Friday, June 26, 2015

Taking your prints, but not for CSI

When Damian Dunne takes your fingerprint, he does it with forensic precision, writes Brian Byrne. But he's not investigating you for a crime, it's for a hot line in his jewellery.

"Having your fingerprint engraved on special jewellery pieces is very popular," says this Ballyfermot born jewellery maker who has lived in Kilcullen for almost a decade and a half, and who recently moved his shop from Kildare to Newbridge (just beside Specsavers).

In many instances, the fingerprints are put on pendants, but they're also very popular with 'partials' on wedding bands, either on the outside or the inside. Parents also like to have a fingerprint of their children on a piece.

"A detective came into my shop one day and noticed some examples, and said they were very good. But I was using a standard ink-pad to take the print, so some time later he brought me in one of the very fine ones used by police forensics people. The work got even better."

Damian's jewellery making career started off in 1976 when he got an apprenticeship to a company that made and supplied to shops. "It was a five-year apprenticeship, and I learned a wide range of skills. My actual trade is a mounter, making the mounts on rings to hold the stones."

He was living in Tallaght when he decided to open his own business, in Tullamore in County Offaly. That was what prompted the move to Kilcullen — "it was a shorter distance to travel every day."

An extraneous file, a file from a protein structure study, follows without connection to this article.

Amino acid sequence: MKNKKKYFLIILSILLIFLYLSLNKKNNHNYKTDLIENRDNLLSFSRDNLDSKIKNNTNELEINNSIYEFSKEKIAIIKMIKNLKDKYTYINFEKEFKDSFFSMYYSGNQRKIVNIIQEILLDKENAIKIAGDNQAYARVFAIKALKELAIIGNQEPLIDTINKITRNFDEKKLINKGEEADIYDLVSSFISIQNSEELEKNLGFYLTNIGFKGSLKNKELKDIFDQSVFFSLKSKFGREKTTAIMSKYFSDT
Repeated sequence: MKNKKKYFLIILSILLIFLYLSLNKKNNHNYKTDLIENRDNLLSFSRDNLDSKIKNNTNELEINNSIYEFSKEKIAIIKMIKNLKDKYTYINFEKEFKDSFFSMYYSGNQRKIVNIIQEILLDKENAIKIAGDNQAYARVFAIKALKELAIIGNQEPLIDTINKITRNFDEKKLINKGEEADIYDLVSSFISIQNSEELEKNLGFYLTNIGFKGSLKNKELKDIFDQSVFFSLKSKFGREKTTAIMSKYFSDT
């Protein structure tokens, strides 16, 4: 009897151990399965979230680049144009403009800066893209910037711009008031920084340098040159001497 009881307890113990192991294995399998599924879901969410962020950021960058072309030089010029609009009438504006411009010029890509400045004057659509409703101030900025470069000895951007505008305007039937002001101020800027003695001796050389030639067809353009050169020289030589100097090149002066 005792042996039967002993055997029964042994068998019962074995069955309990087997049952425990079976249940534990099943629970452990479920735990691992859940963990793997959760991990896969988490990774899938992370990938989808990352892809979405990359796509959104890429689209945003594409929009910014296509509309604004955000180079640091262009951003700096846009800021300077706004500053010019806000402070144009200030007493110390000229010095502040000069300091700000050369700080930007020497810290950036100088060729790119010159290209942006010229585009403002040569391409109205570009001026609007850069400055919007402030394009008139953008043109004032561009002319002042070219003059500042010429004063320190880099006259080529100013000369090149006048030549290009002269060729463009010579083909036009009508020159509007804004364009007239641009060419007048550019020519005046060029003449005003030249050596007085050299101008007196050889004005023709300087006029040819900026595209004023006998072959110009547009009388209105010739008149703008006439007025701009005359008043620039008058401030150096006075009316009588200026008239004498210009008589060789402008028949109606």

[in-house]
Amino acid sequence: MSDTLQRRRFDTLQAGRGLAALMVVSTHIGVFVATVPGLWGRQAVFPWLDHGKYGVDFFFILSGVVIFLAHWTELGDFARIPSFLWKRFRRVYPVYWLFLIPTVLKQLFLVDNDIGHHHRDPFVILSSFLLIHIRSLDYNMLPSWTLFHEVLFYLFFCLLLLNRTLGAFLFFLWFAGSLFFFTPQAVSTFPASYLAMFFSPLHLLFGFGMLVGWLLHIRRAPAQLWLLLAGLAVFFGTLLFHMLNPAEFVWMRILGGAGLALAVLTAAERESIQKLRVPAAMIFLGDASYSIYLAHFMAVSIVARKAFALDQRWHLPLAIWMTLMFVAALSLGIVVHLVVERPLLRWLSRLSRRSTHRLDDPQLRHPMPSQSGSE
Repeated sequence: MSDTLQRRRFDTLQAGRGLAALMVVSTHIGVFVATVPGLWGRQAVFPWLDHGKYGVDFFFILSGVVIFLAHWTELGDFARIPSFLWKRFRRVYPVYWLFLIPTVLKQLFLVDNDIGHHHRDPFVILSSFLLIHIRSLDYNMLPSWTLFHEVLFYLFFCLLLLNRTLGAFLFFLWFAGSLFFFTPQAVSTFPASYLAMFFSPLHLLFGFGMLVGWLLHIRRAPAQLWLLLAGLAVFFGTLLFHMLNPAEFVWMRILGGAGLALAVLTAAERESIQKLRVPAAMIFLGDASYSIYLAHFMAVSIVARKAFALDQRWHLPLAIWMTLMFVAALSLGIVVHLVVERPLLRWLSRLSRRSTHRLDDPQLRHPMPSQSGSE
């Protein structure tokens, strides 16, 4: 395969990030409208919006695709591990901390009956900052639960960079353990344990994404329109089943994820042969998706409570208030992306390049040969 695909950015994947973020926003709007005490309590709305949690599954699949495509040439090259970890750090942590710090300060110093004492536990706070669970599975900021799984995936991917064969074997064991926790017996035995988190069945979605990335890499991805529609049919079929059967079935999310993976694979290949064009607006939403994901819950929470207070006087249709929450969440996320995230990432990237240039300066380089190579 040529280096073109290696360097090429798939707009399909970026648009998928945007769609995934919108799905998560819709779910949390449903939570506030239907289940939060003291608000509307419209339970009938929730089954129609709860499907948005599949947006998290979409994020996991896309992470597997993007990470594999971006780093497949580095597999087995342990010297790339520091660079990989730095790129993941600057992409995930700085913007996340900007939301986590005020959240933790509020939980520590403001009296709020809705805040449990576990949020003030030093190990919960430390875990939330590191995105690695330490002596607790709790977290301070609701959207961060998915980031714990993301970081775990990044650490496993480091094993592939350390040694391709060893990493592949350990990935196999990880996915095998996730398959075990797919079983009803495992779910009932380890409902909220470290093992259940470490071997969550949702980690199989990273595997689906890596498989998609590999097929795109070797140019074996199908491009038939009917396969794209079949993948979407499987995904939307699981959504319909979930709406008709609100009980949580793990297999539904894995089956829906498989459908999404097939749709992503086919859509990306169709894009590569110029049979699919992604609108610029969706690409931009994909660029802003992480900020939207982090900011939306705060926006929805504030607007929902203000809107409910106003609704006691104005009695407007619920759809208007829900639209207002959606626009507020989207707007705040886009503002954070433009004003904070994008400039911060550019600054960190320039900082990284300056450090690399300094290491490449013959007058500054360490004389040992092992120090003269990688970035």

He moved the operation to Kildare 11 years ago, expecting — like many local businesses — that there would be footfall spillover from the Kildare Village. "There wasn't, though. Village shoppers just come off the motorway, do their shopping, and leave again." When an opportunity came up a while ago to open in Newbridge, he ran with it. And already, only open around a month or so, he can see the difference.

"Newbridge is a much busier town, very cosmopolitan — a lot of different ages, cultures, languages. There's a buzz about the place. But I also see that customers from Kildare have followed me here."

Apart from the fingerprint items, Damian does a very individual line in Celtic designs, notably a Newgrange range. "I find Celtic designs very inspirational, and I also do Ogham pieces. People appreciate the individuality."

And if you have an interest in Irish mythology, talk to Damian about the old stories, and he'll show you what he can do with the tale of the Salmon of Knowledge and similar (now, does that bring you back to your early primary school days?).

This article was originally published in the Kildare Nationalist.